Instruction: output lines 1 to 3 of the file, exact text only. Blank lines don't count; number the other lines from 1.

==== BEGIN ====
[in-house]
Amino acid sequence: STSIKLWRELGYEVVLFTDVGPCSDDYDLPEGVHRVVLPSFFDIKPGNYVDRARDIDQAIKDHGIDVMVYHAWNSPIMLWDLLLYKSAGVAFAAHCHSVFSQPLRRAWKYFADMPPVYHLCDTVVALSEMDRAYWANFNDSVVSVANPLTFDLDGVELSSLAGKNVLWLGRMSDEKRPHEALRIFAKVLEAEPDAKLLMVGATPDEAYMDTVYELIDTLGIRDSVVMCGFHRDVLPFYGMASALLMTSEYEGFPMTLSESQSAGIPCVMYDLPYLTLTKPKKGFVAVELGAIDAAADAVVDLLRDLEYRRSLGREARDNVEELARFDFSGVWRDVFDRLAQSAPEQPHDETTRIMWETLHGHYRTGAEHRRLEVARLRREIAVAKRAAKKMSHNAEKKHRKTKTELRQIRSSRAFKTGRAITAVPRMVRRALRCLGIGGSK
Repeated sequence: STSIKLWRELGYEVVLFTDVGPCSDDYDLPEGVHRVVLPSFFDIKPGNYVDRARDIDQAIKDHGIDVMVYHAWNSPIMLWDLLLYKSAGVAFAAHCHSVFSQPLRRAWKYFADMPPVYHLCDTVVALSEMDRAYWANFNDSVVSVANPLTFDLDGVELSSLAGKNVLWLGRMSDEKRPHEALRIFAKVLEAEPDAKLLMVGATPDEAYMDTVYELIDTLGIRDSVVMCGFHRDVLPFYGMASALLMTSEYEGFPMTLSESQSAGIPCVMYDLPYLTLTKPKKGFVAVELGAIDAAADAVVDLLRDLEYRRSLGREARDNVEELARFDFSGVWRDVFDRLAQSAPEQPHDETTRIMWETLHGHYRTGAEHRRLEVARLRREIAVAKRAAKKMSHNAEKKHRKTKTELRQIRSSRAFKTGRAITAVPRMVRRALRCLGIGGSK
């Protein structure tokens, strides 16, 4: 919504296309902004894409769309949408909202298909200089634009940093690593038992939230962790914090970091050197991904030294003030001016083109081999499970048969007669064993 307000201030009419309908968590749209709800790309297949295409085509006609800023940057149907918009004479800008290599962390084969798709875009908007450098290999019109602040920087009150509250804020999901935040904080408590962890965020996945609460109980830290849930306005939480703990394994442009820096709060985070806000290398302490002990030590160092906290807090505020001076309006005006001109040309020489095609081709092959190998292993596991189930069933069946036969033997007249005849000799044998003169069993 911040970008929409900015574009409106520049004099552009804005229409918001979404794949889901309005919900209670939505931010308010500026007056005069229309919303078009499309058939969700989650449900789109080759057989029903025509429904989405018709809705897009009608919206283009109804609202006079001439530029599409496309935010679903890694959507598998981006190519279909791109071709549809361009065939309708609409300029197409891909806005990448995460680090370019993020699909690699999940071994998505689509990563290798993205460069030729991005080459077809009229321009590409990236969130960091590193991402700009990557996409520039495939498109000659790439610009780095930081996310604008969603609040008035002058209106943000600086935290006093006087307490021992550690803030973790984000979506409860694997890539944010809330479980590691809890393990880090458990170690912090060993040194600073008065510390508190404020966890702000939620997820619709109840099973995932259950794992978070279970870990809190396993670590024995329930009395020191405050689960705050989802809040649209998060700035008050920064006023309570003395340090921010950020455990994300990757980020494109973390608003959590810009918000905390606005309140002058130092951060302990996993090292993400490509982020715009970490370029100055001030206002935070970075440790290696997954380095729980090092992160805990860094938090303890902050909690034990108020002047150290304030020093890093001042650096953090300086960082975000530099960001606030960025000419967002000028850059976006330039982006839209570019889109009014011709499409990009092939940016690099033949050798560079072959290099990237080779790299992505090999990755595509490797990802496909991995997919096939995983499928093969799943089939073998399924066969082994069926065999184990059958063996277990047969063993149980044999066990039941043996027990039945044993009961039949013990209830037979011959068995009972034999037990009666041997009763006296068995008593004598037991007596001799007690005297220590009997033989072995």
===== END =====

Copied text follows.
[in-house]
Amino acid sequence: STSIKLWRELGYEVVLFTDVGPCSDDYDLPEGVHRVVLPSFFDIKPGNYVDRARDIDQAIKDHGIDVMVYHAWNSPIMLWDLLLYKSAGVAFAAHCHSVFSQPLRRAWKYFADMPPVYHLCDTVVALSEMDRAYWANFNDSVVSVANPLTFDLDGVELSSLAGKNVLWLGRMSDEKRPHEALRIFAKVLEAEPDAKLLMVGATPDEAYMDTVYELIDTLGIRDSVVMCGFHRDVLPFYGMASALLMTSEYEGFPMTLSESQSAGIPCVMYDLPYLTLTKPKKGFVAVELGAIDAAADAVVDLLRDLEYRRSLGREARDNVEELARFDFSGVWRDVFDRLAQSAPEQPHDETTRIMWETLHGHYRTGAEHRRLEVARLRREIAVAKRAAKKMSHNAEKKHRKTKTELRQIRSSRAFKTGRAITAVPRMVRRALRCLGIGGSK
Repeated sequence: STSIKLWRELGYEVVLFTDVGPCSDDYDLPEGVHRVVLPSFFDIKPGNYVDRARDIDQAIKDHGIDVMVYHAWNSPIMLWDLLLYKSAGVAFAAHCHSVFSQPLRRAWKYFADMPPVYHLCDTVVALSEMDRAYWANFNDSVVSVANPLTFDLDGVELSSLAGKNVLWLGRMSDEKRPHEALRIFAKVLEAEPDAKLLMVGATPDEAYMDTVYELIDTLGIRDSVVMCGFHRDVLPFYGMASALLMTSEYEGFPMTLSESQSAGIPCVMYDLPYLTLTKPKKGFVAVELGAIDAAADAVVDLLRDLEYRRSLGREARDNVEELARFDFSGVWRDVFDRLAQSAPEQPHDETTRIMWETLHGHYRTGAEHRRLEVARLRREIAVAKRAAKKMSHNAEKKHRKTKTELRQIRSSRAFKTGRAITAVPRMVRRALRCLGIGGSK